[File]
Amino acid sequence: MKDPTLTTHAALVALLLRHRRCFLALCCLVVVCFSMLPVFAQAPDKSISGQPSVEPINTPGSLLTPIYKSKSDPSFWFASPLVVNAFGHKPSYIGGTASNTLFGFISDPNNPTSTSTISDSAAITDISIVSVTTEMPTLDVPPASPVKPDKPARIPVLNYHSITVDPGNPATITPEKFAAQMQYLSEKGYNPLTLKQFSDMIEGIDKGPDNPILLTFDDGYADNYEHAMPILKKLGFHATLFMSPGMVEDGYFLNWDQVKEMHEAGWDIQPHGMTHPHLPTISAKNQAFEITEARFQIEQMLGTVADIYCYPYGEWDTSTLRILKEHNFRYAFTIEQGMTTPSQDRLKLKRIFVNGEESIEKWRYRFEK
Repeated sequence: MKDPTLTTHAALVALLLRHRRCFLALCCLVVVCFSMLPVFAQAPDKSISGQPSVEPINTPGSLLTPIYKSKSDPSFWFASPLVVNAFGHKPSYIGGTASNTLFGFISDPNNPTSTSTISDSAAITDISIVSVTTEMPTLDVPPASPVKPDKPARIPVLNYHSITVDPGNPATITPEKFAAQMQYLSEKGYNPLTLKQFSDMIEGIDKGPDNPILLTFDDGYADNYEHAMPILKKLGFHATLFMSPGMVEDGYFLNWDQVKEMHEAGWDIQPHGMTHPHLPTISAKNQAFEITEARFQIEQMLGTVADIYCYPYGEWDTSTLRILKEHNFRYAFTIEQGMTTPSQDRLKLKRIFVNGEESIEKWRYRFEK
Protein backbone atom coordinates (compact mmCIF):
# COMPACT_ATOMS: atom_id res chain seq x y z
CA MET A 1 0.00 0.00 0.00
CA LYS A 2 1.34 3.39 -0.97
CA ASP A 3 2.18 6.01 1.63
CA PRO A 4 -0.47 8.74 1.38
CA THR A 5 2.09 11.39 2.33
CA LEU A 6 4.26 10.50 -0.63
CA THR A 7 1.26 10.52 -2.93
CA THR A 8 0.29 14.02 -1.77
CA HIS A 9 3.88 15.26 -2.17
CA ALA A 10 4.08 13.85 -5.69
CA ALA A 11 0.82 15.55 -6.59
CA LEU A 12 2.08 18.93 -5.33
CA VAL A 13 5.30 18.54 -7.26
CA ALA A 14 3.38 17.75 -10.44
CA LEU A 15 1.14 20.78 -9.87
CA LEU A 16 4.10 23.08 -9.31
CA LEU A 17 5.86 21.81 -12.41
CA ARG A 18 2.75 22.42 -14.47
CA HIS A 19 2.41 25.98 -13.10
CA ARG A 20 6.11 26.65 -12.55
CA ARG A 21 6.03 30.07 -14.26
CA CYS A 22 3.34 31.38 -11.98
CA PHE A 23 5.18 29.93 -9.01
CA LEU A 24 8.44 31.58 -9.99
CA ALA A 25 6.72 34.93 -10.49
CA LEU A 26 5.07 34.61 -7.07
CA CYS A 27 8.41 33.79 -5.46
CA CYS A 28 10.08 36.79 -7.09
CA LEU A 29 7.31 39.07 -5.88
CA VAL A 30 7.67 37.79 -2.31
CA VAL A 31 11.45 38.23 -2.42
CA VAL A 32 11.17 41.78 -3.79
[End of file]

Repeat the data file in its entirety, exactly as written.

Amino acid sequence: MKDPTLTTHAALVALLLRHRRCFLALCCLVVVCFSMLPVFAQAPDKSISGQPSVEPINTPGSLLTPIYKSKSDPSFWFASPLVVNAFGHKPSYIGGTASNTLFGFISDPNNPTSTSTISDSAAITDISIVSVTTEMPTLDVPPASPVKPDKPARIPVLNYHSITVDPGNPATITPEKFAAQMQYLSEKGYNPLTLKQFSDMIEGIDKGPDNPILLTFDDGYADNYEHAMPILKKLGFHATLFMSPGMVEDGYFLNWDQVKEMHEAGWDIQPHGMTHPHLPTISAKNQAFEITEARFQIEQMLGTVADIYCYPYGEWDTSTLRILKEHNFRYAFTIEQGMTTPSQDRLKLKRIFVNGEESIEKWRYRFEK
Repeated sequence: MKDPTLTTHAALVALLLRHRRCFLALCCLVVVCFSMLPVFAQAPDKSISGQPSVEPINTPGSLLTPIYKSKSDPSFWFASPLVVNAFGHKPSYIGGTASNTLFGFISDPNNPTSTSTISDSAAITDISIVSVTTEMPTLDVPPASPVKPDKPARIPVLNYHSITVDPGNPATITPEKFAAQMQYLSEKGYNPLTLKQFSDMIEGIDKGPDNPILLTFDDGYADNYEHAMPILKKLGFHATLFMSPGMVEDGYFLNWDQVKEMHEAGWDIQPHGMTHPHLPTISAKNQAFEITEARFQIEQMLGTVADIYCYPYGEWDTSTLRILKEHNFRYAFTIEQGMTTPSQDRLKLKRIFVNGEESIEKWRYRFEK
Protein backbone atom coordinates (compact mmCIF):
# COMPACT_ATOMS: atom_id res chain seq x y z
CA MET A 1 0.00 0.00 0.00
CA LYS A 2 1.34 3.39 -0.97
CA ASP A 3 2.18 6.01 1.63
CA PRO A 4 -0.47 8.74 1.38
CA THR A 5 2.09 11.39 2.33
CA LEU A 6 4.26 10.50 -0.63
CA THR A 7 1.26 10.52 -2.93
CA THR A 8 0.29 14.02 -1.77
CA HIS A 9 3.88 15.26 -2.17
CA ALA A 10 4.08 13.85 -5.69
CA ALA A 11 0.82 15.55 -6.59
CA LEU A 12 2.08 18.93 -5.33
CA VAL A 13 5.30 18.54 -7.26
CA ALA A 14 3.38 17.75 -10.44
CA LEU A 15 1.14 20.78 -9.87
CA LEU A 16 4.10 23.08 -9.31
CA LEU A 17 5.86 21.81 -12.41
CA ARG A 18 2.75 22.42 -14.47
CA HIS A 19 2.41 25.98 -13.10
CA ARG A 20 6.11 26.65 -12.55
CA ARG A 21 6.03 30.07 -14.26
CA CYS A 22 3.34 31.38 -11.98
CA PHE A 23 5.18 29.93 -9.01
CA LEU A 24 8.44 31.58 -9.99
CA ALA A 25 6.72 34.93 -10.49
CA LEU A 26 5.07 34.61 -7.07
CA CYS A 27 8.41 33.79 -5.46
CA CYS A 28 10.08 36.79 -7.09
CA LEU A 29 7.31 39.07 -5.88
CA VAL A 30 7.67 37.79 -2.31
CA VAL A 31 11.45 38.23 -2.42
CA VAL A 32 11.17 41.78 -3.79